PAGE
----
INFORMATION CURATOR

When you decided to become an online marketer, you became an information provider and curator. This role comes with social responsibility.

We’re overwhelmed with the amount of information that’s available. A lot of time constrained individuals, therefore, are resorting to the “experts” or “curators” to summarize what they want to know. Be accurate and responsible in what you’re presenting. You’re educating and influencing people’s lives.

Stacy DeBroff, CEO and founder of Influence-Central shares her insight on today’s consumer. “We find ourselves awash with more information than has ever been available to us as humans, and we simply can’t process it. As a result, we’ve increasingly come to rely not just on curated information, but on the people we most trust to curate this information for us in a way that resonates with our lifestyle, interests, and values. In 2017, consumers will be on a mission to find peer specialists with niche expertise to filter recommendations that meet their needs in a customized way.”

SETBACKS

All businesses have setbacks and growth rarely happens in a straight line. Problems are indicators telling us to go in a different direction.

You may have days with no subscribers and, worse, leads who unsubscribe. It’s not always a reflection on what you’re doing or what you’re missing. People have lives and challenges of their own. They may be going through circumstances that prevent them from staying on your list.

To minimize the number of un-subscribers, set your audience’s expectations early on. Be clear with what you’re providing and why, and there will be few.

When you get a new subscriber, ask them to check their spam folders and make sure your email is unblocked. While this has not happened to me, I have colleagues who spent months and thousands of dollars re-marketing to learn that their emails were going into junk folders.

Use your time wisely. Educate yourself on the rules before advertising on a new platform to avoid your ads from being disapproved. It takes many hours, thought and research to create a successful ad.

COMPETITION

Track what your competition is doing. There are numerous tools to gather information on your competitors.

If you know where your opponent is, you can confidently go in a different direction. Recently I learned that a segment of the market I was trying to capture is saturated with too many marketers within my community.  The majority are using the same search keyword on in stream video advertising, making it more costly for everyone and difficult for entry-level marketers to compete. Knowing this, I changed my keywords and are now getting good results.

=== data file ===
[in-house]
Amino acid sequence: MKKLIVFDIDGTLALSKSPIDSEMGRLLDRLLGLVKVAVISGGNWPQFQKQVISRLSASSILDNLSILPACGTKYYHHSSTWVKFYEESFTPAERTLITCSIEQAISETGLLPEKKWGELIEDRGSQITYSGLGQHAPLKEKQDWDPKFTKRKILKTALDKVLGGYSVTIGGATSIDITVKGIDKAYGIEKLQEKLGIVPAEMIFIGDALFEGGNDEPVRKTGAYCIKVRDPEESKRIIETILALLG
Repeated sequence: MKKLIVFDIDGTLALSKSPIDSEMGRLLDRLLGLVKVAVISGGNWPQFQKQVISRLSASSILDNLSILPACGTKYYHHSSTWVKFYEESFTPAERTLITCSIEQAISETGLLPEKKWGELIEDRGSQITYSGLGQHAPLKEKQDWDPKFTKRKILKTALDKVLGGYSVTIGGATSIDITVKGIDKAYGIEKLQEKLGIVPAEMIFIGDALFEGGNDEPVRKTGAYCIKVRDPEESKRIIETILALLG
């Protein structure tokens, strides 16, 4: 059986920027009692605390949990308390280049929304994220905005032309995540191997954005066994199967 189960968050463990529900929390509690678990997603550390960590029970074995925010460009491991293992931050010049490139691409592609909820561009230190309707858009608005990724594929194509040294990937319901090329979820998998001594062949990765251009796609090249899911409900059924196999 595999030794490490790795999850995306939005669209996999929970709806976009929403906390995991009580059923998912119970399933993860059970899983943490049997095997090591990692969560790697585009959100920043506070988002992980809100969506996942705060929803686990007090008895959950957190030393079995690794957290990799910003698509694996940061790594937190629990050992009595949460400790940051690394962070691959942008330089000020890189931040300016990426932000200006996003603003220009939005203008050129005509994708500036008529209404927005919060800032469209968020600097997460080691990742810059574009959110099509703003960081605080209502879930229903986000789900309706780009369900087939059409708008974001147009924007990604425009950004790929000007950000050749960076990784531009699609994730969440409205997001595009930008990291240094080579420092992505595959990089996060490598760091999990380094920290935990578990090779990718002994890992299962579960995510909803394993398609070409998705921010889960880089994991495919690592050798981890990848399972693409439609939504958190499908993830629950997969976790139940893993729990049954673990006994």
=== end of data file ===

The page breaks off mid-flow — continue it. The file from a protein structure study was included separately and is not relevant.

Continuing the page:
Look for trends. If the majority is advertising one way, go in the opposite direction.

FINANCIAL BACKUP

In the early stages, competition is fierce. You’re up against marketers who can outbid you and spend thousands of dollars a day in advertising.

The pros have funds to invest heavily in remarketing which, for many starting up, is not available. In your first year, you may need to secure an additional source of income to keep your business moving forward until you become profitable.

One difference that I see between a brick and mortar business with an online one is that, for the latter, it’s harder to come up with an accurate projected break-even analysis. This is because digital is evolving all the time and it moves quickly.

Keeping this in mind, I would recommend becoming proficient at digital marketing before quitting your day job. However, if you’re inclined to drop everything and give all your attention to growing your business, be well informed ahead of time and financially prepared.

TIME AND MONEY

Have realistic expectations. It takes an average of 3 years to turn a profit.  And, even though the purpose of building an automated business is to have more time and money, it’s important to know that, in the start up phase, these will be in the greatest demand.

I love that this is not a get rich quick business nor is it for the faint of heart. It’s for the intrepid and highly driven individual, one who has little concern for how long it will take to make a success of it. Digital entrepreneurship is for problem solvers. It’s survival of the fittest and the kind of environment that I love!

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Photo courtesy of:  Olu Eletu on Unsplash